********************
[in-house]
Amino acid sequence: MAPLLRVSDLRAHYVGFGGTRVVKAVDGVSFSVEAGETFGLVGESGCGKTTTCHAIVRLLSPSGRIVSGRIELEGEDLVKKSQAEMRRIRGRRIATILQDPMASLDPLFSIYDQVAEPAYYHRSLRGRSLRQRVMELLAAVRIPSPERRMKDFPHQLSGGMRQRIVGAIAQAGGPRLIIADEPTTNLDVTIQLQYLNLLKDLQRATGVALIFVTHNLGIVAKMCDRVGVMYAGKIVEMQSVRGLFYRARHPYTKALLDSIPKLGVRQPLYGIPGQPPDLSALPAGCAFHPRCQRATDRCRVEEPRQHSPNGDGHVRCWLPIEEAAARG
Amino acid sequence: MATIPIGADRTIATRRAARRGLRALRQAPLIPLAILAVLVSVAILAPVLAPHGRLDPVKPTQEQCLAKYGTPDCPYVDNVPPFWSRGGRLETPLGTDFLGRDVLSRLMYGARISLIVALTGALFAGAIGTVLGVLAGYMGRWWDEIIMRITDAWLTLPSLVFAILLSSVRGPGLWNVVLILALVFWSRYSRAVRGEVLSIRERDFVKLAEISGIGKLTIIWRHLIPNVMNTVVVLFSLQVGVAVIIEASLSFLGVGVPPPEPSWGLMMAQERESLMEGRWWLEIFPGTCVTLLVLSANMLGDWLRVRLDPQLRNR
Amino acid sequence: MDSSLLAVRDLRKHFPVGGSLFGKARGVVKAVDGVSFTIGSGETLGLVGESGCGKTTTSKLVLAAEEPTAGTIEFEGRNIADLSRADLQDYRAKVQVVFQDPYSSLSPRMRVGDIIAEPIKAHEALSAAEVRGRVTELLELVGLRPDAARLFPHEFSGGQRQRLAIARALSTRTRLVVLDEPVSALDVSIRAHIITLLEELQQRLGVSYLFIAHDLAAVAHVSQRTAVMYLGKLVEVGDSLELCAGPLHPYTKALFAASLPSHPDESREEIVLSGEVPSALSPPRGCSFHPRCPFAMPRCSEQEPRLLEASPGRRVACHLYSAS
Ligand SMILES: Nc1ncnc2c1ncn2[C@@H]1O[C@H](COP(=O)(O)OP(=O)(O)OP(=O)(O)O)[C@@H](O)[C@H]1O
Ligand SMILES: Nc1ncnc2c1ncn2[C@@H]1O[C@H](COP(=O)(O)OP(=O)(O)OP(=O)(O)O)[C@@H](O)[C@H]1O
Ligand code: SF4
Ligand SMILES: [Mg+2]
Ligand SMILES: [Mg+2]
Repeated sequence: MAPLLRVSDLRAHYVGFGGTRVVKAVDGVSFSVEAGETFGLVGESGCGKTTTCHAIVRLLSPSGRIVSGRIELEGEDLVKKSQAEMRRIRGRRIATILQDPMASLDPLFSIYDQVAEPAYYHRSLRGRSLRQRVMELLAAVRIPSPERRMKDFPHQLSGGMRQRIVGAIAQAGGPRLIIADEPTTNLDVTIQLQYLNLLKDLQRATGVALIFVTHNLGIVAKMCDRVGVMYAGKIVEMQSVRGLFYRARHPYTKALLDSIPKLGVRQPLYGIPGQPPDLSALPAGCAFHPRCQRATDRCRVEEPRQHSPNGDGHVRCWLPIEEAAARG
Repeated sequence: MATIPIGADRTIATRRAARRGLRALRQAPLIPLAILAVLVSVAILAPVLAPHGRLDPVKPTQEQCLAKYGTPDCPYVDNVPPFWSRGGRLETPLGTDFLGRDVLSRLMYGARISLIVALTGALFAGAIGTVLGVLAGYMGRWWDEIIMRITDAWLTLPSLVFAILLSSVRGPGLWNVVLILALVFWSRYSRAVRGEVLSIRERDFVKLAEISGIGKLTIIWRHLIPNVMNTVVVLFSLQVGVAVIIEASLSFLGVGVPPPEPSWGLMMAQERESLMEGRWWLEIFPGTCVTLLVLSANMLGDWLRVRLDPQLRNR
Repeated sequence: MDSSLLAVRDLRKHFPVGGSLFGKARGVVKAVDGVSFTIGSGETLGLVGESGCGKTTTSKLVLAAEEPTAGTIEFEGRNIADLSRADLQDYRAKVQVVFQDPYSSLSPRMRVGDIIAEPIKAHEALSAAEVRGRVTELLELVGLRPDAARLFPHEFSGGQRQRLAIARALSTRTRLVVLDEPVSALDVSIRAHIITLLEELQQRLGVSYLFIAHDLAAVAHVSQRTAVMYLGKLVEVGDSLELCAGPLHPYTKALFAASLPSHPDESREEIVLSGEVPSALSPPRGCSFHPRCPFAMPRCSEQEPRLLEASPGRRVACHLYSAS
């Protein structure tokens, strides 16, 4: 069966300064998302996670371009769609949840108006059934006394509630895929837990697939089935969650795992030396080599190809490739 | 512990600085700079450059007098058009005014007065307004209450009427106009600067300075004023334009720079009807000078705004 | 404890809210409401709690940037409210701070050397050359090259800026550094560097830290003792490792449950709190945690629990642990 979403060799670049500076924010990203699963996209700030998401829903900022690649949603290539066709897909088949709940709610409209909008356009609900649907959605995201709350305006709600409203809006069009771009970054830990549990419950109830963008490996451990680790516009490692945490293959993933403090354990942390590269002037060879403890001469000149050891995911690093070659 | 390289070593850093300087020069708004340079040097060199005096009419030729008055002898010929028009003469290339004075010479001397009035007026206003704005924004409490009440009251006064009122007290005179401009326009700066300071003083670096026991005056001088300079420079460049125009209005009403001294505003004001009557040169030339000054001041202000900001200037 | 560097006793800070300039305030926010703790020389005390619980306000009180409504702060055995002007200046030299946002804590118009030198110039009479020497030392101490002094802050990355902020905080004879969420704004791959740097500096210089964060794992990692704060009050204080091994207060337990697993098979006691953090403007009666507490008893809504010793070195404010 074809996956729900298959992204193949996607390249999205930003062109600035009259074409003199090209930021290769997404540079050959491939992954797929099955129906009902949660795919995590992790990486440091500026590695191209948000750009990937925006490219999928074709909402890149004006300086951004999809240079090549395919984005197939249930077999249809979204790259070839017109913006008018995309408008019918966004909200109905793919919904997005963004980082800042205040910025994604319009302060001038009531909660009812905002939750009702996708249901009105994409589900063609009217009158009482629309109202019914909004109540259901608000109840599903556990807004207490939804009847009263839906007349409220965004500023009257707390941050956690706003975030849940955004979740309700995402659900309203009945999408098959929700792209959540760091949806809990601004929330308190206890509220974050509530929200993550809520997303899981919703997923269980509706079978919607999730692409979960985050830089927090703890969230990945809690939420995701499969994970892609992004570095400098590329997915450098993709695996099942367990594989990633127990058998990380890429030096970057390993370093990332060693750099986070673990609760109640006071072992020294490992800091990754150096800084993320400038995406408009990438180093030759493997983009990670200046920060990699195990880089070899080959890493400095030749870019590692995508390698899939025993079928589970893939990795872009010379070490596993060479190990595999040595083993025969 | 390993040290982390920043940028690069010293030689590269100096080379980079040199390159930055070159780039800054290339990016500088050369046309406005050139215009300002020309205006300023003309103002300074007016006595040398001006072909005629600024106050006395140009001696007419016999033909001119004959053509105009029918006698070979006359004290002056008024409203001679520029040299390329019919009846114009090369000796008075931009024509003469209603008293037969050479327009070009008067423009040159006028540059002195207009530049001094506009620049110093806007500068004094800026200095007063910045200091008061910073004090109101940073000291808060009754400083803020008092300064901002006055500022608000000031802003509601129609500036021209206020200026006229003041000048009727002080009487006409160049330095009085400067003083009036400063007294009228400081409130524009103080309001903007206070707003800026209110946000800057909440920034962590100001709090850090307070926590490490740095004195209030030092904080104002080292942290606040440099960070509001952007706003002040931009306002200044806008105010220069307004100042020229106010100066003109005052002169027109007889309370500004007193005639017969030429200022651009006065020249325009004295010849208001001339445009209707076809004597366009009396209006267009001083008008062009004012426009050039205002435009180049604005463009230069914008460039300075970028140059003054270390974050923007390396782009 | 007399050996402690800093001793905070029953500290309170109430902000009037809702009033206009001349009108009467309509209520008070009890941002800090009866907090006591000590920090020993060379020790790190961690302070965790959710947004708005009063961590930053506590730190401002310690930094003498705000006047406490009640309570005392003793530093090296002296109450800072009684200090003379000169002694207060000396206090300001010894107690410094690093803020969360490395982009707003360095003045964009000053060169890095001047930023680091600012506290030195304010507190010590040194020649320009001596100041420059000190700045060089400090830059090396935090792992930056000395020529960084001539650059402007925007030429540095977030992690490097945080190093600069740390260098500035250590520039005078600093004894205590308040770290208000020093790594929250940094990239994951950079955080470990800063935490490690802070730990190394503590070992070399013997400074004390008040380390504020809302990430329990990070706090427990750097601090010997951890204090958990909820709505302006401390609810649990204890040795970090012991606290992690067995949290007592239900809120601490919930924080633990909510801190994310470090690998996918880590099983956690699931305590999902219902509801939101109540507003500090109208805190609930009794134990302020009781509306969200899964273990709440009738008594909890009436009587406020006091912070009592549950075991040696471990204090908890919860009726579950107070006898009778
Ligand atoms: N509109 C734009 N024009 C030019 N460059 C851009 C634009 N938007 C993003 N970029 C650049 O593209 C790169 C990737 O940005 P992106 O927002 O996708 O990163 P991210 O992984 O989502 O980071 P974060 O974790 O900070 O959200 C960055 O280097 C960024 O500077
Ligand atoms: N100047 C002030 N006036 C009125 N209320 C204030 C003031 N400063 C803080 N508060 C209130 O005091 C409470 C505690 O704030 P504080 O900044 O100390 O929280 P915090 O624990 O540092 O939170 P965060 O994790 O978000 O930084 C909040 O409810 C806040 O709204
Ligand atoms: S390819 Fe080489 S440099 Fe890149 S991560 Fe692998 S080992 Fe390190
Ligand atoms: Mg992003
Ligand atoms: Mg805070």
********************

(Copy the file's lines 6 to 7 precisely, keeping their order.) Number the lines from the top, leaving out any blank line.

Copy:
Ligand SMILES: Nc1ncnc2c1ncn2[C@@H]1O[C@H](COP(=O)(O)OP(=O)(O)OP(=O)(O)O)[C@@H](O)[C@H]1O
Ligand code: SF4